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27% of construction firms report layoffs amid COVID-19 outbreak, says AGC


27% of construction firms report layoffs amid COVID-19 outbreak, says AGC

And nearly two-thirds of firms (59%) reported a variety of problems causing project delays or disruptions, up from 45% percent last week.

By AGC | April 3, 2020
27% of construction firms report layoffs amid COVID-19 outbreak, says AGC

AGC officials are calling for additional federal measures to help avoid further layoffs. Photo: Pixabay


The fast-worsening COVID-19 pandemic has triggered layoffs at more than a quarter of construction firms responding to an online survey released today by the Associated General Contractors of America. The finding, based on responses from earlier this week, contrasts with the government’s monthly employment report for March, which found that construction employment declined by 29,000 as of mid-March.

“The March employment data does a better job reflecting market conditions before the pandemic than it does the widespread disruptions that have occurred during the past few weeks,” said Ken Simonson, the association’s chief economist. He noted that the federal employment figures are based on payrolls as of March 12, when relatively few states or individual owners had directed contractors to stop work. “Our survey, meanwhile, indicates rapidly deteriorating labor and market conditions for the construction sector.” Click here for additional video comments from Mr. Simonson.


See BD+C's ongoing coverage of the AEC business impacts of COVID-19


Simonson added that 27% of respondents to the survey reported that they have furloughed or terminated construction workers. The share of firms that said they had been directed to halt or cancel projects by their clients had jumped to 55% from 39% the week prior. Over one-quarter of respondents reported they had been directed to stop construction activities by government officials.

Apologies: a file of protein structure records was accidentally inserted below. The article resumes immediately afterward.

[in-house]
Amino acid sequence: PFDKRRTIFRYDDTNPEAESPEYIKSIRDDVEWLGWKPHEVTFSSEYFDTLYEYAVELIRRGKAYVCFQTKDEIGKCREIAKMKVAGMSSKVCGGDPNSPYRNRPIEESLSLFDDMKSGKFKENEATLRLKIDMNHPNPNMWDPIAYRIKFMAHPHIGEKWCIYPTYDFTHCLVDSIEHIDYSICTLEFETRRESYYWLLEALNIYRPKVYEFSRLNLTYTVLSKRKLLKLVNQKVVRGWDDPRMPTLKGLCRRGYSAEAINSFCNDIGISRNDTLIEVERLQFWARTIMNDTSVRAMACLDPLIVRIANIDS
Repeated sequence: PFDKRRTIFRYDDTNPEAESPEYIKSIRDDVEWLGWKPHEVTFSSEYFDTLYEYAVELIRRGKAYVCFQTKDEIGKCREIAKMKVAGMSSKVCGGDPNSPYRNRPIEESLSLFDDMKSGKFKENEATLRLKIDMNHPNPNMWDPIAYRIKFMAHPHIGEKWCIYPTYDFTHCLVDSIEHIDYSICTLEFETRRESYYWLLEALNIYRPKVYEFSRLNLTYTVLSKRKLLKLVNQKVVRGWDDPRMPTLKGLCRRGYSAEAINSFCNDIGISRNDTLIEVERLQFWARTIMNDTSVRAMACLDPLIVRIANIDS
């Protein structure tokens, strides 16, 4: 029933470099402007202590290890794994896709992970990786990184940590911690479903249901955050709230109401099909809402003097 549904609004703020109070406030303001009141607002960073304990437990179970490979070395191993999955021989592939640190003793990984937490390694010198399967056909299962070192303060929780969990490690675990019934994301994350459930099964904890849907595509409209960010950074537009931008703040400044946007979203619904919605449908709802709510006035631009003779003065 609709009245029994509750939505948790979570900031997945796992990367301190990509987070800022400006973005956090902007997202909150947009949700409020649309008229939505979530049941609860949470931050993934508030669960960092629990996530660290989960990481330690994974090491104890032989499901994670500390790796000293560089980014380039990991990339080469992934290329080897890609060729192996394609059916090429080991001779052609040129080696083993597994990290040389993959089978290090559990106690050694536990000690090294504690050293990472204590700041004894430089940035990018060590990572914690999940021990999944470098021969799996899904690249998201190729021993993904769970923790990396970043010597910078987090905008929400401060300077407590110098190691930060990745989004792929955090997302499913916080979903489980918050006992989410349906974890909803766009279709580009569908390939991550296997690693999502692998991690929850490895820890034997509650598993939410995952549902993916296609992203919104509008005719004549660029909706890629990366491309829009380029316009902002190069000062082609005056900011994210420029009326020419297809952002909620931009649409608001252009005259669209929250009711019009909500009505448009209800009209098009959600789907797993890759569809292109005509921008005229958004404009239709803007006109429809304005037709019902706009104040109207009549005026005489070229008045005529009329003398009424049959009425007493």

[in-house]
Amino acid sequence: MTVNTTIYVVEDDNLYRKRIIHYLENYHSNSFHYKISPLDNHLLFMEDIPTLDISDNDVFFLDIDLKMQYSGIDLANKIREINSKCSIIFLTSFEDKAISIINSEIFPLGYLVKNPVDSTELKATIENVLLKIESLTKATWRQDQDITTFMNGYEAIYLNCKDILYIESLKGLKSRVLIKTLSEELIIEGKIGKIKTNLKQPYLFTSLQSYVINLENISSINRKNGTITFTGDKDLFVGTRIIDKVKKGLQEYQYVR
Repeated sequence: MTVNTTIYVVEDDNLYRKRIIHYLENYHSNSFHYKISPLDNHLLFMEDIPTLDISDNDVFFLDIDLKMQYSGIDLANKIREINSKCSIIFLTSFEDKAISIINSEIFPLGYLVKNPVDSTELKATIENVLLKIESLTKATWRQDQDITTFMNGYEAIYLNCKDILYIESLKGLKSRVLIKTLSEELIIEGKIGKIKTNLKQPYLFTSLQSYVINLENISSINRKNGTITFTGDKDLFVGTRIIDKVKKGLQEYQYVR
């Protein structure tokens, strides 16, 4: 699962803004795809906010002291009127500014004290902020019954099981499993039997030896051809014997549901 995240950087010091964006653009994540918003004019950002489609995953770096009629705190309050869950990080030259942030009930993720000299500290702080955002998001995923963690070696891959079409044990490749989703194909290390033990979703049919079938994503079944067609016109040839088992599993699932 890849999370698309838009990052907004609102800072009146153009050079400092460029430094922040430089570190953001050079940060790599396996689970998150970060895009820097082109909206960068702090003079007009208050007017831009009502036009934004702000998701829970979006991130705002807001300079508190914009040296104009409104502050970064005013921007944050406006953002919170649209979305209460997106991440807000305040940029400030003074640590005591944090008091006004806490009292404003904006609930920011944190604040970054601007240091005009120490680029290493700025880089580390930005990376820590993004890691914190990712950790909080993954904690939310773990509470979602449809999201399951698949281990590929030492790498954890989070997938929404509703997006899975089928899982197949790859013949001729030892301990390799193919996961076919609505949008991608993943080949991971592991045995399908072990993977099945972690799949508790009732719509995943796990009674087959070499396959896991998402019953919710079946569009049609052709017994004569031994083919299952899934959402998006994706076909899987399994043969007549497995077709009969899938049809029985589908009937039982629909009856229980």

In addition, 59% of respondents in the latest survey reported a variety of problems causing project delays or disruptions, compared to 45% last week. The most common source of delay or disruption, cited by 35% of respondents, was shortages of material, parts and equipment, including vital personal protective equipment for workers such as respirators. Twenty-eight percent reported shortages of craftworkers, while 16% said projects were delayed by shortages of government workers needed for inspections, permits and other actions.

The government employment data showed employment as of mid-March totaled 7,605,000, an increase of 162,000 (2.2%) from a year earlier. The March total followed a mild winter in which industry employment hit an 11-year high in February.

Association officials said the new employment and survey figures indicate that more needs to be done to prevent broader job losses and economic hardship for the construction sector as demand continues to shrink. They urged federal officials to begin working on new recovery measures, including greater investments in infrastructure, compensation for pandemic-related losses on federal projects and measures to protect pensions for many construction workers.

“We are just beginning to appreciate the severity of the economic impacts of the pandemic for construction workers and their employers,” said Stephen E. Sandherr, the association’s chief executive officer. “Washington officials have an opportunity, however, to use the construction industry as the vehicle for rebuilding our economic once the pandemic passes.”

View AGC’s coronavirus resources and survey. View comparative data here.

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